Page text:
For three glorious years, the QSMASBC was, if not the most popular quilt-adjacent calendar in the realm—or even anything close to it, certainly the most original. Other dudes-n-quilts calendars tended to focus on the traditionally hunky types, like muscly firefighters, and sure, that's fine. I like a nice pec as much as the next person. But I think calendars like that give a distorted view of just what kind of man likes to laze around shirtless on a handmade quilt. I mention often that quilt magazines are aspirational, and in some ways so are traditional quilt calendars. I wanted to upend that a bit and with my calendar celebrate guys we love because of who they are to us, and celebrate quilts we made ourselves even if we aren't prize winning professionals, and celebrate burritos. Because they are awesome.

Thus the slogan: Real Men. Real Quilts. Real Burritos.

 The first year we had 14 submissions, the next year 17. And in its last year, the calendar had 20 submissions to choose from. There were a number of people who swore they were going to get me epic pictures of a son or a husband, but never did, ususally because the aforementioned son or husband wouldn't cooperate. (AHEM, BARRY.) Then there were those, particularly Mark, seen above on the cover of the inaugural edition, who conducted photo shoots in multiple locations every year. In fact, Mark was so amazing as our first cover model, and so enthusiastic about his secondary career as a shirtless model, he was featured in every calendar. Though I ultimately went for a different cover in years two and three, I did mock up two Mark covers for our final year:



In its first two years, the calendar was picked up by eQuilter.com and they even had one of their staff dress as a QSMASBC calendar model for Halloween one year. The way it was priced made wholesaling it unprofitable, but I just appreciated their enthusiasm for the project.

It was short lived, but we had some amazing models, didn't we?






Yes. Yes, we did.

The reason I stopped is complicated. The calendar was only profitable in its first year, and as I had initially conceived it as a fundraiser for my brother, it became less of a labor of love after he passed away. The print-on-demand service I used made a great calendar, but I was unhappy with other aspects of the service. I never found a way to print them myself that produced a similar quality product for I price I could work with. So, I decided to let it end.

But I can still look back on these awesome guys who were such good sports and made the world a little sweeter and spicier for three glorious years. You can see all the pictures from all the editions here, here, and here.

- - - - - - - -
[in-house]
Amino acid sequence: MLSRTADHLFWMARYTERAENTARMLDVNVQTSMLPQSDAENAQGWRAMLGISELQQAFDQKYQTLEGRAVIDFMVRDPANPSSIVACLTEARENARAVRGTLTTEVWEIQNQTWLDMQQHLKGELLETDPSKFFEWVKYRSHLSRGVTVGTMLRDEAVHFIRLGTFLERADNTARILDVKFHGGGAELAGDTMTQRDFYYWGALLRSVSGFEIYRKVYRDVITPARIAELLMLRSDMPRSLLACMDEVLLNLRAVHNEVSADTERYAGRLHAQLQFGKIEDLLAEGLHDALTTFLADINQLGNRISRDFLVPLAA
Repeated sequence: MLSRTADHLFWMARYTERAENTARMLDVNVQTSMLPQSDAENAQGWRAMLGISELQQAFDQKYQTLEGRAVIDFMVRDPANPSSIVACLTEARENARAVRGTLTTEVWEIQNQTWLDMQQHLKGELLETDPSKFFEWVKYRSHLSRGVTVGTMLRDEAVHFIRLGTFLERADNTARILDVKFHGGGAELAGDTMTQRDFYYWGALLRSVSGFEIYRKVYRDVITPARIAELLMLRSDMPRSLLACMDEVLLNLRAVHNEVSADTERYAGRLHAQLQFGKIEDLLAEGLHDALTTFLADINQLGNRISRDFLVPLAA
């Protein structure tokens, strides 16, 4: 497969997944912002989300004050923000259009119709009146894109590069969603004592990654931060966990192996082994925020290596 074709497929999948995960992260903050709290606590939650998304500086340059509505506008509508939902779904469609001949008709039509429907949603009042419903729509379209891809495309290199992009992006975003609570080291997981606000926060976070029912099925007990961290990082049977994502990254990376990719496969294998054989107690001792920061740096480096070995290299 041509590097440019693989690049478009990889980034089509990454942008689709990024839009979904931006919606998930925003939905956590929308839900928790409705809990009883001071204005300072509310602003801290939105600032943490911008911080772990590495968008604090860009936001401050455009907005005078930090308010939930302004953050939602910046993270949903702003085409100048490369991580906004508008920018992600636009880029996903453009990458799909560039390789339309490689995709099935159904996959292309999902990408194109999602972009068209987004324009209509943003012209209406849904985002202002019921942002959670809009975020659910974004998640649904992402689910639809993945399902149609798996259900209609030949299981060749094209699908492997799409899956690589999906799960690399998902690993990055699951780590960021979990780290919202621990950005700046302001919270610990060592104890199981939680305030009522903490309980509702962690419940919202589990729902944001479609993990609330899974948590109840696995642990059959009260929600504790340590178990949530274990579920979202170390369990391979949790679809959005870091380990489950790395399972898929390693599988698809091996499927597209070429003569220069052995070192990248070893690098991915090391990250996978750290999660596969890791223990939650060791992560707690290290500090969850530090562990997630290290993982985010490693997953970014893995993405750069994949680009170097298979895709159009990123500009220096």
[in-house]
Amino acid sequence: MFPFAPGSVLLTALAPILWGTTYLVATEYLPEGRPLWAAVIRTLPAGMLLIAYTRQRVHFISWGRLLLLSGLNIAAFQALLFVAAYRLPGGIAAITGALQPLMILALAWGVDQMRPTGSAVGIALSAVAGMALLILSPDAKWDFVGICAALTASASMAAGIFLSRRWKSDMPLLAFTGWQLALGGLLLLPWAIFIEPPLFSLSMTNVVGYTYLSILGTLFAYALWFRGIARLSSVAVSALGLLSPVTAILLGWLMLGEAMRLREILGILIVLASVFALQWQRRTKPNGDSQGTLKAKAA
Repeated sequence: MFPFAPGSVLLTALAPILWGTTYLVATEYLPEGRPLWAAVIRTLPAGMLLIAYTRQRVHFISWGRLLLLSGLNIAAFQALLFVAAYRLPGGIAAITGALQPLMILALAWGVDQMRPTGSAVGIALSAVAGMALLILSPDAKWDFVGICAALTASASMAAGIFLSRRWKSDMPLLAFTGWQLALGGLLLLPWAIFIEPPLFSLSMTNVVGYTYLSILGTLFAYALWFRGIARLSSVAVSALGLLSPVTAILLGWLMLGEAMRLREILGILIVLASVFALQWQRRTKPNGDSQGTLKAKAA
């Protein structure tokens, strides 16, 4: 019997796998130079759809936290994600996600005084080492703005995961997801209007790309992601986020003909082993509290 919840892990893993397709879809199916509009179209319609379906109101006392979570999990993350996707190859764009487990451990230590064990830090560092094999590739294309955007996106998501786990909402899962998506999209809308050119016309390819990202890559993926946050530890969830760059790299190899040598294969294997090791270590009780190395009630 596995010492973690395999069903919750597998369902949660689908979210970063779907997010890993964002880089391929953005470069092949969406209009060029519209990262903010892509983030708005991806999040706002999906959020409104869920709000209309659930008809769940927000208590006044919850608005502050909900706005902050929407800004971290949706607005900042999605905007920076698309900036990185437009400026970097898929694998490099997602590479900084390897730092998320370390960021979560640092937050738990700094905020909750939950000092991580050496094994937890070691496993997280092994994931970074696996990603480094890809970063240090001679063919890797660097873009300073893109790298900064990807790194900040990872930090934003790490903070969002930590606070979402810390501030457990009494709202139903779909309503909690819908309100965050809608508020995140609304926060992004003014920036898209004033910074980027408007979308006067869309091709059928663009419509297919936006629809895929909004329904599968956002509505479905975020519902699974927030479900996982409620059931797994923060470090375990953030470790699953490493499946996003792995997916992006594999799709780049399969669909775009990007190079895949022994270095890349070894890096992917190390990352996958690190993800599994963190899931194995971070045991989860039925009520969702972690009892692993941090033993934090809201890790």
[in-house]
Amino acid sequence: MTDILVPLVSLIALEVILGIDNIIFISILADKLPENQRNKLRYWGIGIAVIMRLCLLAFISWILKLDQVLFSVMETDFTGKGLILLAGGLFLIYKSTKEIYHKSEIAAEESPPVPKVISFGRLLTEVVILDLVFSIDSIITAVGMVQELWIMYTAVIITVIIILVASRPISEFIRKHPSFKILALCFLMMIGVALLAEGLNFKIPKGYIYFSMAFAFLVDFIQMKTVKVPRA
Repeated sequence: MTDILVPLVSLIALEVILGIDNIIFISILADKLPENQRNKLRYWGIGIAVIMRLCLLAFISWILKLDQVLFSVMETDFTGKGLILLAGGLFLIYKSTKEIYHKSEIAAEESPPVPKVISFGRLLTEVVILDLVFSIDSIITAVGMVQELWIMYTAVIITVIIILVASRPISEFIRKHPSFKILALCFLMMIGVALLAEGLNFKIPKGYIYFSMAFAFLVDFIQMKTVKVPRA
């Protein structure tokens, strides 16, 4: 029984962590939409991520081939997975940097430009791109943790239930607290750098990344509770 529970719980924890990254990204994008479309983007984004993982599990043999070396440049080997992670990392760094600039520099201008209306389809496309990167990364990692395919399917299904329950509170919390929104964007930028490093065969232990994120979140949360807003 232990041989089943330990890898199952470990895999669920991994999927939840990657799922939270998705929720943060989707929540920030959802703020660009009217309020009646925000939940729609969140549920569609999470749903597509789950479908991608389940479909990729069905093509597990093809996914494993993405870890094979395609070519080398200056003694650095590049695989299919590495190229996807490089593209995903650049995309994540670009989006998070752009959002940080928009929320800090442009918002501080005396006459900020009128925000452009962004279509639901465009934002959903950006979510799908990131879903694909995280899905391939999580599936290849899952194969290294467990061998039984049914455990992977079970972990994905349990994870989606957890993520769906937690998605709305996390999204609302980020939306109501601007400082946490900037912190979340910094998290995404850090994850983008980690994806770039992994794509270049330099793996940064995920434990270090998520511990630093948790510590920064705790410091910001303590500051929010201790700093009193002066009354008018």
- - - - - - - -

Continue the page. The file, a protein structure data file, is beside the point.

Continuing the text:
Next Tuesday, I'll take a look back at my career in magazines.

Tuesday, July 3, 2018

10 Years of The Bitchy Stitcher: My Books

This July marks the tenth year I have been blogging about my misadventures in quilting as The Bitchy Stitcher. Each Tuesday this month I will be looking back on all the cool/possibly misguided things I’ve managed to do in those 10 years. My new collection of humor pieces, Short, Sharp and Snippy, is now available on amazon.com and I’ll be shipping out all the signed pre-order copies just as soon as they arrive in my hot little hands.

This second book has been a long time coming. My first book, Quilting Isn’t Funny, came out in November of 2013, shortly before my mom passed away from liver cancer and 11 months after we lost my brother to brain cancer. Whenever I try to remember when that book came out, all I have to do is recall The Bad Year. It was a very strange thing to be promoting a book of my weird-ass quilting humor while also grieving, but the wheels had been set in motion already. A huge number of people signed on to participate in a blog tour, and so we had four weeks of a different quilt blogger each day talking about the book and giving away PDF copies. I had a giant stack of pre-order copies to sign and mail, a few shops started inquiring about wholesale orders. On one hand I was doing cartwheels over how well it was all going, and on the other I was trying to hold my broken heart together while also helping other people through their own grief.